Let’s look at a specific case in order to think about these questions.
On October 24 I saw this post from Glue Dots seeking applications from bloggers to be part their Design Team:
Join the Glue Dots Design Team
Glue Dots Design Team Call!
Calling all Designers! We’re looking for a few crafty individuals to join our Glue Dots Design Team!
Do you love Glue Dots? Are you super creative and looking for a challenge? Apply to our Glue Dots Design Team!
The Glue Dots Design Team expertly uses Glue Dots products for kids crafts, school projects, home décor, decorations, home improvement, DIY projects, and more! As a growing company, you’ll be challenged to design and create outside of the craft room. If you enjoy trying products from other companies, using and testing new products, and enjoy being creatively challenged, consider becoming a Dottess!
Here are a few of the perks of being a Dottess:
Opportunities to be published in major national, regional, and trade publications
Exposure to major national and global retailers and their audiences, including A.C. Moore, Hobby Lobby, Jo-Ann Craft and Fabric Stores, Michaels, and more
Exposure to audiences outside of the craft industry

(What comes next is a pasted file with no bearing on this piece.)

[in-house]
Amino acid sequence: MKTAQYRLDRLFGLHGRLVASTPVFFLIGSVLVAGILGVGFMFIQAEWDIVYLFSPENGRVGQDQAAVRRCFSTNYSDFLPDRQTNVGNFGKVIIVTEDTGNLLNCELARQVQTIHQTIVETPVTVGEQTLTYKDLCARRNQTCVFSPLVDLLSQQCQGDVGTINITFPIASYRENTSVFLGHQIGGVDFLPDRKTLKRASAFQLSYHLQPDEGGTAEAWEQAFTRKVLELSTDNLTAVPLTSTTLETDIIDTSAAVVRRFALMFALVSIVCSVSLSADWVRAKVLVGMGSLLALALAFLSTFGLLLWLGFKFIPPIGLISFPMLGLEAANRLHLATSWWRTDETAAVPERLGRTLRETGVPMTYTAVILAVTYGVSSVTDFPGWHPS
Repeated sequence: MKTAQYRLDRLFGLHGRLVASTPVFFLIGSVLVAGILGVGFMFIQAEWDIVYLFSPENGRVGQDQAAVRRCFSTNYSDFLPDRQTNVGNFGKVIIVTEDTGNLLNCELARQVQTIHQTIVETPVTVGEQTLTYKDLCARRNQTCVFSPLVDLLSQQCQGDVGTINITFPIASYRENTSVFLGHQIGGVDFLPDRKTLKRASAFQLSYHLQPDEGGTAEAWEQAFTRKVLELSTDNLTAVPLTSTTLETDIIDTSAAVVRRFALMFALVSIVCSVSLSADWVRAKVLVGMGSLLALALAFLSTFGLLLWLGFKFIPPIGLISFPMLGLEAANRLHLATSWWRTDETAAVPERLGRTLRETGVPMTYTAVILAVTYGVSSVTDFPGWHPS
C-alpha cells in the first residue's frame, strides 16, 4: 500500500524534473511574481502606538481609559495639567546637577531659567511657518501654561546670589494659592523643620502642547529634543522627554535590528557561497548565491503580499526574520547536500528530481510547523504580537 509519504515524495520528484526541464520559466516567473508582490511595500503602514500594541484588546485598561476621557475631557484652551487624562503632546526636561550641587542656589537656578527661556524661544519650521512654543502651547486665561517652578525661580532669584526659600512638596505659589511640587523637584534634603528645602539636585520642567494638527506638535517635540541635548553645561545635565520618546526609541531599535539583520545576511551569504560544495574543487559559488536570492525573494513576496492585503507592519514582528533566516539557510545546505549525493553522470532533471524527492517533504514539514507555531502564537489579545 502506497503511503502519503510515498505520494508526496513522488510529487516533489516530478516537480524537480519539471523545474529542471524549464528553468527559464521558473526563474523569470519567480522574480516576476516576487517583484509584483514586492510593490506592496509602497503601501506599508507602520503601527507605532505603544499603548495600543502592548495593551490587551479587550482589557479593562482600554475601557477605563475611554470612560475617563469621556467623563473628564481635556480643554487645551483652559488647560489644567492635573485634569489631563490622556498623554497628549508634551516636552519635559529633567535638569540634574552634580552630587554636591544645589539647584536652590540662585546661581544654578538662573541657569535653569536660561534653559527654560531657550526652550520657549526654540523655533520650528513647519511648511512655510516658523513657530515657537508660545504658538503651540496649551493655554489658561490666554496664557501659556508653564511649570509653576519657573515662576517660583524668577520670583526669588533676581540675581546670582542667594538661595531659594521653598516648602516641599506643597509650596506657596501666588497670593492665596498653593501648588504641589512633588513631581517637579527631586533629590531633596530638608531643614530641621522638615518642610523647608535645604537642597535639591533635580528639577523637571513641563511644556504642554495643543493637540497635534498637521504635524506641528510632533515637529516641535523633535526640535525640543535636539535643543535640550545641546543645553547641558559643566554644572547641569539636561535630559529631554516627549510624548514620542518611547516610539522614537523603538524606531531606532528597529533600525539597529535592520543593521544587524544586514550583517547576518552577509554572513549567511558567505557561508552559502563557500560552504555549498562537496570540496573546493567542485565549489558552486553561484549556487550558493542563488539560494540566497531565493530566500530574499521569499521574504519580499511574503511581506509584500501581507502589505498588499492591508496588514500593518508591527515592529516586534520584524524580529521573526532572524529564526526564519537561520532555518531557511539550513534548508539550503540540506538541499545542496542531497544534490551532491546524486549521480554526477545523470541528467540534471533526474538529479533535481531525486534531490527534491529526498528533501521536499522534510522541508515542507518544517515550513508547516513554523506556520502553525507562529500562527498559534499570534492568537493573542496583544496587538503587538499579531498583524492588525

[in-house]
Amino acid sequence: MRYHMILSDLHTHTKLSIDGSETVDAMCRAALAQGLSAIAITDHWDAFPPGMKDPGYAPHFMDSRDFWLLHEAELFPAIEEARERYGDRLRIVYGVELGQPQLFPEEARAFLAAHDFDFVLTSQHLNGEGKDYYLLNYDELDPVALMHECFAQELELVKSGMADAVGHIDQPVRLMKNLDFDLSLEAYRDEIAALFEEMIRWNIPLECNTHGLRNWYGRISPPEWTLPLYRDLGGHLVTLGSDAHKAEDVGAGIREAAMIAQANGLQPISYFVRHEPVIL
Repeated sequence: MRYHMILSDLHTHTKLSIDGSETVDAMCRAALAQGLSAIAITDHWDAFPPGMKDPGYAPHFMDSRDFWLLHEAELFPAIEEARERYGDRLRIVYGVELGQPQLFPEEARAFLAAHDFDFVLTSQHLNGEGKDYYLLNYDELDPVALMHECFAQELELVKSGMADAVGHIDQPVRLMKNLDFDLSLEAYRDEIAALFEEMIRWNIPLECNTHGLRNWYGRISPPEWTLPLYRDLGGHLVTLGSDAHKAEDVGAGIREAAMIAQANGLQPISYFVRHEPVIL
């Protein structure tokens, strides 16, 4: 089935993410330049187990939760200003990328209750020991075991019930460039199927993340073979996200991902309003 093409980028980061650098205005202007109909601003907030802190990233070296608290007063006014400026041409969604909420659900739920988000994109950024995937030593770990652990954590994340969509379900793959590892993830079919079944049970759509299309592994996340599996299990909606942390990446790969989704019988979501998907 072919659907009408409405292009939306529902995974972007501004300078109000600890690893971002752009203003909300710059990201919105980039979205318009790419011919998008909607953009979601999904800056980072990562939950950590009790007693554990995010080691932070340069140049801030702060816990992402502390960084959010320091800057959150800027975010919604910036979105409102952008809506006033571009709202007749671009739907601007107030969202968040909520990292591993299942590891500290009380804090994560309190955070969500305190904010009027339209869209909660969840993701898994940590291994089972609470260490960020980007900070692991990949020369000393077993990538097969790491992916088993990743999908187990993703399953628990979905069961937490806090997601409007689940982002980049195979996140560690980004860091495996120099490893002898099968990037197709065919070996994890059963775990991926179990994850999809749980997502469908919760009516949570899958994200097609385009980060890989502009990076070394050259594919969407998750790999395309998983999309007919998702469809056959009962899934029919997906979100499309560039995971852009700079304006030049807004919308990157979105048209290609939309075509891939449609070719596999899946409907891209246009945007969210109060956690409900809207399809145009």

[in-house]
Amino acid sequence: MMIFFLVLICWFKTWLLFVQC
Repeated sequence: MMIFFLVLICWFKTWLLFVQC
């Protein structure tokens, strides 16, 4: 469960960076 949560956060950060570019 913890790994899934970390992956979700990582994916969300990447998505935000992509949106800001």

Test and use new products before anyone else
Help us create the next new adhesive
Free product from Glue Dots and other partner companies
So much more!
To be considered for the Glue Dots Design Team, designers must be able to:
Produce high quality, high res photos
Submit a minimum of 16 projects* throughout the course of the term
Term length is from Nov. 1 2014 – Sept. 15 2015
Provide clear and concise project instructions and supply lists using a provided template
Support Glue Dots projects and products through the use of Social Media Profiles (Twitter, Facebook, Pinterest)
*This number is flexible. For example, if you submit projects for our publication partners, these projects count towards the overall total number of projects for the term.
To apply, fill out the application form below. You will receive a confirmation email after your application has been submitted and you will be redirected to our subscription page on our website.